From 1929 to 1995, visitors to Hartwick Pines State Park in Grayling entered through a large, two-story “log cabin” located just steps from M-93. Called the Memorial Building to honor Grayling native and lumberman Edward Hartwick, who died in World War I, it provided a grand introduction to the park. Generations of visitors marveled at the large stone fireplace, climbed stairs to see exhibits on the mezzanine and took in views of the park’s old growth forest from its wide porch.

Now, after a 24-year closure, visitors will get their first glimpse of initial changes at the Hartwick Pines Memorial Building as it reopens to the public Memorial Day weekend for guided tours following a partnership repair and cleaning effort by the Department of Natural Resources Parks and Recreation Division, the Michigan History Center and Friends of Hartwick Pines.

“Over the years, visitors have shared so many stories about how they remember walking through the building with their parents and grandparents. Having the Memorial Building open to the public once again means families can revisit old memories and create new ones,” says Park Interpreter Craig Kasmer.

From 10 a.m. to 3 p.m. Friday, May 24, Saturday, May 25 and Sunday, May 26, guests can tour the building with a guide. To join a tour, visitors must enter through the park’s main entrance (please do not park on M-93.) A Recreation Passport is required for vehicle entry.

The Memorial Building will be open for tours throughout the summer, depending on staff and volunteer availability. Call the Visitor Center at 989-348-2537 for the current tour schedule.

The park is dedicated to the memory of Edward Hartwick, a Grayling native and successful military officer and lumberman. Photo courtesy of Michigan History Center.

Hartwick Pines State Park History

The reopening of the building coincides with another big Michigan milestone: the 100-year anniversary of Michigan state parks.

“It was important for us to commemorate this important anniversary by sharing Hartwick Pines’ unique history,” says Park  Supervisor Denise Dawson.

Hartwick Pines became Michigan’s eighth state park in 1927 when Karen Hartwick purchased more than 8,000 acres of land, including 85 acres of old-growth white pine, just northeast of Grayling. The next day, she donated the land to the State of Michigan for a memorial park to be named for her husband, the late Major Edward E. Hartwick. Edward Hartwick, a Grayling native, successful lumberman and officer in the U.S. Army, died of cerebrospinal meningitis in 1918 while serving in France during World War I.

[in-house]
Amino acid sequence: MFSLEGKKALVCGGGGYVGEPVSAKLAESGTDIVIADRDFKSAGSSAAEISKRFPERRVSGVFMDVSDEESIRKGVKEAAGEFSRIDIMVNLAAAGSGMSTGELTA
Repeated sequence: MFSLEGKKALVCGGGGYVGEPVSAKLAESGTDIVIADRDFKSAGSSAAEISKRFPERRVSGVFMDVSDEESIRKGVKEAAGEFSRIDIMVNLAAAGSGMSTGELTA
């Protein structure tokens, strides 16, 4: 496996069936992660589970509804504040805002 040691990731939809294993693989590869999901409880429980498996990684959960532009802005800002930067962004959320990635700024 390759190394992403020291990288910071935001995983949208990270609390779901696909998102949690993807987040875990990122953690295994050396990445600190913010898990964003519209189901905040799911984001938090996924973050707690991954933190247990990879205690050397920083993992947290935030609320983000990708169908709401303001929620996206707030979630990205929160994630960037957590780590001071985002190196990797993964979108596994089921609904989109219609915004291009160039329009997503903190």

Karen Hartwick included the construction of the Memorial Building in the deed agreement with the State of Michigan. It was built in 1929 from red pine logs that were cut nearby.

In 1934 and 1935, a Civilian Conservation Corps work crew located within the park made improvements to the interior of the Memorial Building and built two log structures to house a logging museum.

As part of the state parks centennial celebration, the public is invited and encouraged to share their memories of the Memorial Building and park all year long. Visitors can share their memories while touring the building or post them on the state parks centennial memory map.

Renovating the Memorial Building

While the building has been maintained and monitored over the last two decades, its age and composition have created preservation challenges. A 2016 inspection revealed a powder-post beetle infestation in the building’s wooden structure and interior. While still structurally sound, the building’s walls and exhibit cases were being damaged by the wood-eating insects. In 2017, the DNR completed a successful fumigation that eliminated the infestation.

“The inside of the building had been untouched since 1995,” says Park Historian Hillary Pine. “All the exhibits were still inside. It was almost like a time capsule. Unfortunately, they were in bad shape from the insect damage and needed to be removed. But now we have an opportunity to create something new in this impressive space.”

The freshly cleaned building now offers a blank slate for future use. Renovations and improvements are still needed, such as upgrading electrical and plumbing systems, meeting Americans with Disabilities Act guidelines and replacing porch beams that have rotted after 90 years of exposure to the elements.

“We also want to put new exhibits and attractions into the building that share the history of the forest, of Karen and Edward Hartwick and of the generations of families who have enjoyed the park,” Kasmer says. “We need help not only with ideas but also in donations.”

The large stone fireplace and vaulted ceilings are a central feature of the Memorial Building. Photo courtesy of Michigan Department of Natural Resources.

Photo(s) by Archives of Michigan